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The Pamphlet Collection of Sir Robert Stout: Volume 39

The Bread Reform

page 23

The Bread Reform.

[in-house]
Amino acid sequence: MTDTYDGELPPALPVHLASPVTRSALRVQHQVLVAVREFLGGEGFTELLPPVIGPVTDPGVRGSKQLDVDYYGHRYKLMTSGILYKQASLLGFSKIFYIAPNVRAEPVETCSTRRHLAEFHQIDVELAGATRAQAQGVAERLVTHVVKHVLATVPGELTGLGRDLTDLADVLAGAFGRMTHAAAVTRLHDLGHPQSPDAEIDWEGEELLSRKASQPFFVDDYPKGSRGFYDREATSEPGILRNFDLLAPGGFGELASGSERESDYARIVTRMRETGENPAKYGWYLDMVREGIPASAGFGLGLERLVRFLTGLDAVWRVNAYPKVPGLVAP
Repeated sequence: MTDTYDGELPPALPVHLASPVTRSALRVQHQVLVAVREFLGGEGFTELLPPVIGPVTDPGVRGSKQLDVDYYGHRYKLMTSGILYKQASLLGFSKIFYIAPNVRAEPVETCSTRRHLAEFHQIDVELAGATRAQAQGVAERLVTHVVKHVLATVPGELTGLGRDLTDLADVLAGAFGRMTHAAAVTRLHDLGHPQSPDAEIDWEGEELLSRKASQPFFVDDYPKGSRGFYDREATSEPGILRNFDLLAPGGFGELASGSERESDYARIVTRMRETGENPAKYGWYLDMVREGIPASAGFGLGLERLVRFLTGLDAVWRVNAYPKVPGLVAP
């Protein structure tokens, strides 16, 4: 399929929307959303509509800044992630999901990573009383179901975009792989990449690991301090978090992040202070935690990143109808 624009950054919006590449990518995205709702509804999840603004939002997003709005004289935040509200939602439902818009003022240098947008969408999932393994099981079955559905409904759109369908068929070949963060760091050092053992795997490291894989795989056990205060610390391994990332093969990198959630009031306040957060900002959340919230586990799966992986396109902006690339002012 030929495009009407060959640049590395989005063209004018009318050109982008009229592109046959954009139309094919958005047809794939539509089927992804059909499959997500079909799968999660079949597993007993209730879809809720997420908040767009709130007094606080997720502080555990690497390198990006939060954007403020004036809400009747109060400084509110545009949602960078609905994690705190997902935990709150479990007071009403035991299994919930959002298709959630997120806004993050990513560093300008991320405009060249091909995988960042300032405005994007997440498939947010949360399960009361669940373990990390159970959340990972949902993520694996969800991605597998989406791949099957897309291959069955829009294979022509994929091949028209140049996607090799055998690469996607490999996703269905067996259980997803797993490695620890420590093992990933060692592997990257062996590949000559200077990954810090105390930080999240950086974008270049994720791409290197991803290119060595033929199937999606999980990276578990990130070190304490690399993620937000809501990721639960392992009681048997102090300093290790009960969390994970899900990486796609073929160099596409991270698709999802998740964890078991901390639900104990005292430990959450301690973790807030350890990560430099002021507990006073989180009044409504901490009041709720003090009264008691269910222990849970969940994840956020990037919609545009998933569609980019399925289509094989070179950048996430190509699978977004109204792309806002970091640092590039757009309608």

"A proper supply of nourishing bread was of the utmost national importance. The league bad been organised because it was believed that the present English bread did not nourish sufficiently those who ate it. If children who had every possible sanitary disadvantage to contend against were also fed on white bread, it was impossible for them to grow up strong and healthy. English people had not realized the importance of the subject. Such valuable bread had now been produced under Dr. Morfit's process that although a few months ago there was not sold in London a single loaf of granular wheat-meal bread, the league had received communications from 140 shops, which had already an aggregate weekly sale of about 15,000 quartern loaves. The league was not organised to teach the manufacture of bread, but merely to spread the knowledge of its dietetic advantages. It had no special recipe for making bread, for it left that to the individual skill of practical bakers, while strongly condemning the use of chemical baking powders. Miss Yates appealed to millers and bakers to assist the association in their efforts to promote the general use of a more nourishing bread, and to the public to aid in carrying on a movement so essentially for the welfare of all classes. Pure wheat-meal bread was much superior to the ordinary white bread; for, besides having one-third more gluten, the material which forms muscular flesh, Lie big stated that it contained 200 per cent, more phosphatic salts wherewith to nourish bones, brain and tissues. The greater nourishing power of wheat-meal bread, in contradistinction to that made from white flour, which formed but a part, and the least nutritious part, of wheat, had been confirmed by eminent scientific authorities and by official analyses. Children fed principally on white bread were far more liable to bad teeth and various diseases. Wheat-meal bread must be distinguished from ordinary brown bread, which was often a mere mixture of coarse bran and inferior white flour."—Extract from speech by Miss Yates, before the Lord Mayor of London, in the Mansion House.—See Times, 18th December, 1880.